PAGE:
Installment #2 in the Ask The Experts series is focused on best practices as a designer as you’re beginning a project with a client. Thanks to my panel of experts for their input on this interesting topic.

When you start a project with a client, what are your first steps? Do you use a questionnaire? Have a phone call? Do you use a contract? What do you think is key to getting started on the right foot?

Char Polanosky:

charWhile I would love to have a questionnaire in place, I still find that the most effective way for me to start a project is to spend 30 minutes or so on the phone with the client. Since each project is different, I can tailor the questions to what I already know and what I still need to find out in order to make the project a success.

I always use a contract that spells out the scope and terms of the project. I learned the importance of the contract years ago – it just protects everyone’s interest the most effectively. Also, using a contract helps manage client expectations which I feel is the most important part of starting off the relationship on a good note.

Vivien Anayi:

vivienIt depends on how I’ve been approached or contacted by the client. If I get an email, then I reply with a list of questions to get as much information about the project and the client as possible. Usually my questions are specific to each project & client. Currently I’m re-designing my business web site and considering to put up a PDF questionnaire for clients to download before contacting me for a quote. This should streamline my research and planning process and make it less time consuming.

If I get a phone call or meet in person, I usually ask a few important questions, then ask the potential client to give me additional information by email, after that I either email with more questions or put together a project proposal. I’ve been burnt a couple times for doing business without a contract, so now I always get clients to sign a contract (or rather in my case it’s a Statement of Work) and asking for a deposit before proceeding with any work.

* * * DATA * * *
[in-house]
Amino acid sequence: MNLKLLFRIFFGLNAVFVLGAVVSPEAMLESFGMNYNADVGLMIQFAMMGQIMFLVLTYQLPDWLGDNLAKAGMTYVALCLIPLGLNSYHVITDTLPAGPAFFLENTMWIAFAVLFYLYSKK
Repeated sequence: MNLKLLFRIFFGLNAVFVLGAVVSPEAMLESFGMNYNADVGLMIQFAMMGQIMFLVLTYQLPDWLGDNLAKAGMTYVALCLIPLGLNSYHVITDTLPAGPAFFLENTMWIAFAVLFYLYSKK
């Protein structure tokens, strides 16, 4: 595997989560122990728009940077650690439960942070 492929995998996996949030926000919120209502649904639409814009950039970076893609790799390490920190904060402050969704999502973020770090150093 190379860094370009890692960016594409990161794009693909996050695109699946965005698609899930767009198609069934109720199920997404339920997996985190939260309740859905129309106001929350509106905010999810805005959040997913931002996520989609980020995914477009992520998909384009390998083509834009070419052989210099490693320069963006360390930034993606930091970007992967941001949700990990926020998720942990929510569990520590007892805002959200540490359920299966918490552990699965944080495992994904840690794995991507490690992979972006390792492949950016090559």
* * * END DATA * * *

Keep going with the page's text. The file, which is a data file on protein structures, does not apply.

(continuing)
If I’m working with local clients, I usually like to meet with them in person before embarking on a journey of working with them.

The important things to keep in mind when getting started with a client on the right foot are to get a good feel for the client and the project, bring professionalism and personality to your communications with the client, set up clear and realistic expectations, under-promise but over-deliver (David Airey’s favourite mantra that I’m now trying to follow), and finally, keep asking questions until both you and your client are crystal clear about the project’s goals, tasks and deliverables.

Brian Yerkes:

brianIn our online contact form, we ask the client if they want us to respond by “phone or email”, so our response depends on what they choose.

If they choose “email”, we reply with a “thank you for your interest in working with Brian Joseph Studios…etc” and then we ask them a few questions about their project. I have been back and forth on whether or not to use questionnaires. My company has used both and I’ve seen the positive and negative effects of this. Lengthy questionnaires can turn a lot of people off, they see more than 10 questions, and they decide not to fill it out or get back to you. It really seems to depend on the person. Another part of me thinks that if the person is too lazy to fill out a questionnaire for their important project that they are about to spend a few thousand dollars on, do I really want them as a client?